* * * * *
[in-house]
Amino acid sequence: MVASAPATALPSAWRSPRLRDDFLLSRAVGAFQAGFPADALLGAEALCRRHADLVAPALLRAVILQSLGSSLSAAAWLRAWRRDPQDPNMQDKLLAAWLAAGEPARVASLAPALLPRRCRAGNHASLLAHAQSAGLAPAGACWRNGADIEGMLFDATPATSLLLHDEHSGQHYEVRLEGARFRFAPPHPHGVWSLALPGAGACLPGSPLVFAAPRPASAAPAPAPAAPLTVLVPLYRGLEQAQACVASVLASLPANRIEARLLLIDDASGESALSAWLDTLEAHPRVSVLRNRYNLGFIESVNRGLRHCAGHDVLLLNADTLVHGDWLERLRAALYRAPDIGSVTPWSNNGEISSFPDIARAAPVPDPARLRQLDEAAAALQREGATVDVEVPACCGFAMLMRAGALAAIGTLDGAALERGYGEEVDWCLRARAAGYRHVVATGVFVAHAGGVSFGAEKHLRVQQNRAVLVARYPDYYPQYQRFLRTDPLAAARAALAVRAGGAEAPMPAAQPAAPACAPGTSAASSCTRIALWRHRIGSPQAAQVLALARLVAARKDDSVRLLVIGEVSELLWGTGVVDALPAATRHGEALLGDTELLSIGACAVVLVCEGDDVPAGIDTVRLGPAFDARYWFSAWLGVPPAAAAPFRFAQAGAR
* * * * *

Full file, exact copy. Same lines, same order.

[in-house]
Amino acid sequence: MVASAPATALPSAWRSPRLRDDFLLSRAVGAFQAGFPADALLGAEALCRRHADLVAPALLRAVILQSLGSSLSAAAWLRAWRRDPQDPNMQDKLLAAWLAAGEPARVASLAPALLPRRCRAGNHASLLAHAQSAGLAPAGACWRNGADIEGMLFDATPATSLLLHDEHSGQHYEVRLEGARFRFAPPHPHGVWSLALPGAGACLPGSPLVFAAPRPASAAPAPAPAAPLTVLVPLYRGLEQAQACVASVLASLPANRIEARLLLIDDASGESALSAWLDTLEAHPRVSVLRNRYNLGFIESVNRGLRHCAGHDVLLLNADTLVHGDWLERLRAALYRAPDIGSVTPWSNNGEISSFPDIARAAPVPDPARLRQLDEAAAALQREGATVDVEVPACCGFAMLMRAGALAAIGTLDGAALERGYGEEVDWCLRARAAGYRHVVATGVFVAHAGGVSFGAEKHLRVQQNRAVLVARYPDYYPQYQRFLRTDPLAAARAALAVRAGGAEAPMPAAQPAAPACAPGTSAASSCTRIALWRHRIGSPQAAQVLALARLVAARKDDSVRLLVIGEVSELLWGTGVVDALPAATRHGEALLGDTELLSIGACAVVLVCEGDDVPAGIDTVRLGPAFDARYWFSAWLGVPPAAAAPFRFAQAGAR